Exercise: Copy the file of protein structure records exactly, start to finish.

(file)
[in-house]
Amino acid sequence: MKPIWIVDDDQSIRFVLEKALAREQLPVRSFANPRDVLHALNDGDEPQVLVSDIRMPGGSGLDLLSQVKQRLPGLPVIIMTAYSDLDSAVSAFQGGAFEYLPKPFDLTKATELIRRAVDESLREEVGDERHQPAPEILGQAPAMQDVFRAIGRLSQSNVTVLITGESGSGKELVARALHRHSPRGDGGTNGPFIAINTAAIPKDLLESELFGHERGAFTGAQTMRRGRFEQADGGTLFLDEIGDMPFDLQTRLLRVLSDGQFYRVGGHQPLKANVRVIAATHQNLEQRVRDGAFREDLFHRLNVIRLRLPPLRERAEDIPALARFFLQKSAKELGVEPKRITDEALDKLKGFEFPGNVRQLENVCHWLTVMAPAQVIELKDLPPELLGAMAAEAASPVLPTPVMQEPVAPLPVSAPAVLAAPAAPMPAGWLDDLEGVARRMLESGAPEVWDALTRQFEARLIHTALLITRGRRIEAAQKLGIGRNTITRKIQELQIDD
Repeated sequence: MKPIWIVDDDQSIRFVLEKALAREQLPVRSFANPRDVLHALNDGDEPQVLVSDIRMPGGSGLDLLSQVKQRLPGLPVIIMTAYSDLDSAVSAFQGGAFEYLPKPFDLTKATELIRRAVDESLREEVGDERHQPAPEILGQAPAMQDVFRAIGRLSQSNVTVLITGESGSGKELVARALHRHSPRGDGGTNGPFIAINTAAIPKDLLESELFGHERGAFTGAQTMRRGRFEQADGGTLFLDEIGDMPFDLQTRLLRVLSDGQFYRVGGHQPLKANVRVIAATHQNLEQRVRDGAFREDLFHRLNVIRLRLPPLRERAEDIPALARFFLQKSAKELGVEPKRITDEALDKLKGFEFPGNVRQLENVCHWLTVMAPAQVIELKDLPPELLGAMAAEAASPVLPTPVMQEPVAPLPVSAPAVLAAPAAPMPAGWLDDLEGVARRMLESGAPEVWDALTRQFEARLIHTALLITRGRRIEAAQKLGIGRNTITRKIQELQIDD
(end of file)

[in-house]
Amino acid sequence: MKPIWIVDDDQSIRFVLEKALAREQLPVRSFANPRDVLHALNDGDEPQVLVSDIRMPGGSGLDLLSQVKQRLPGLPVIIMTAYSDLDSAVSAFQGGAFEYLPKPFDLTKATELIRRAVDESLREEVGDERHQPAPEILGQAPAMQDVFRAIGRLSQSNVTVLITGESGSGKELVARALHRHSPRGDGGTNGPFIAINTAAIPKDLLESELFGHERGAFTGAQTMRRGRFEQADGGTLFLDEIGDMPFDLQTRLLRVLSDGQFYRVGGHQPLKANVRVIAATHQNLEQRVRDGAFREDLFHRLNVIRLRLPPLRERAEDIPALARFFLQKSAKELGVEPKRITDEALDKLKGFEFPGNVRQLENVCHWLTVMAPAQVIELKDLPPELLGAMAAEAASPVLPTPVMQEPVAPLPVSAPAVLAAPAAPMPAGWLDDLEGVARRMLESGAPEVWDALTRQFEARLIHTALLITRGRRIEAAQKLGIGRNTITRKIQELQIDD
Repeated sequence: MKPIWIVDDDQSIRFVLEKALAREQLPVRSFANPRDVLHALNDGDEPQVLVSDIRMPGGSGLDLLSQVKQRLPGLPVIIMTAYSDLDSAVSAFQGGAFEYLPKPFDLTKATELIRRAVDESLREEVGDERHQPAPEILGQAPAMQDVFRAIGRLSQSNVTVLITGESGSGKELVARALHRHSPRGDGGTNGPFIAINTAAIPKDLLESELFGHERGAFTGAQTMRRGRFEQADGGTLFLDEIGDMPFDLQTRLLRVLSDGQFYRVGGHQPLKANVRVIAATHQNLEQRVRDGAFREDLFHRLNVIRLRLPPLRERAEDIPALARFFLQKSAKELGVEPKRITDEALDKLKGFEFPGNVRQLENVCHWLTVMAPAQVIELKDLPPELLGAMAAEAASPVLPTPVMQEPVAPLPVSAPAVLAAPAAPMPAGWLDDLEGVARRMLESGAPEVWDALTRQFEARLIHTALLITRGRRIEAAQKLGIGRNTITRKIQELQIDD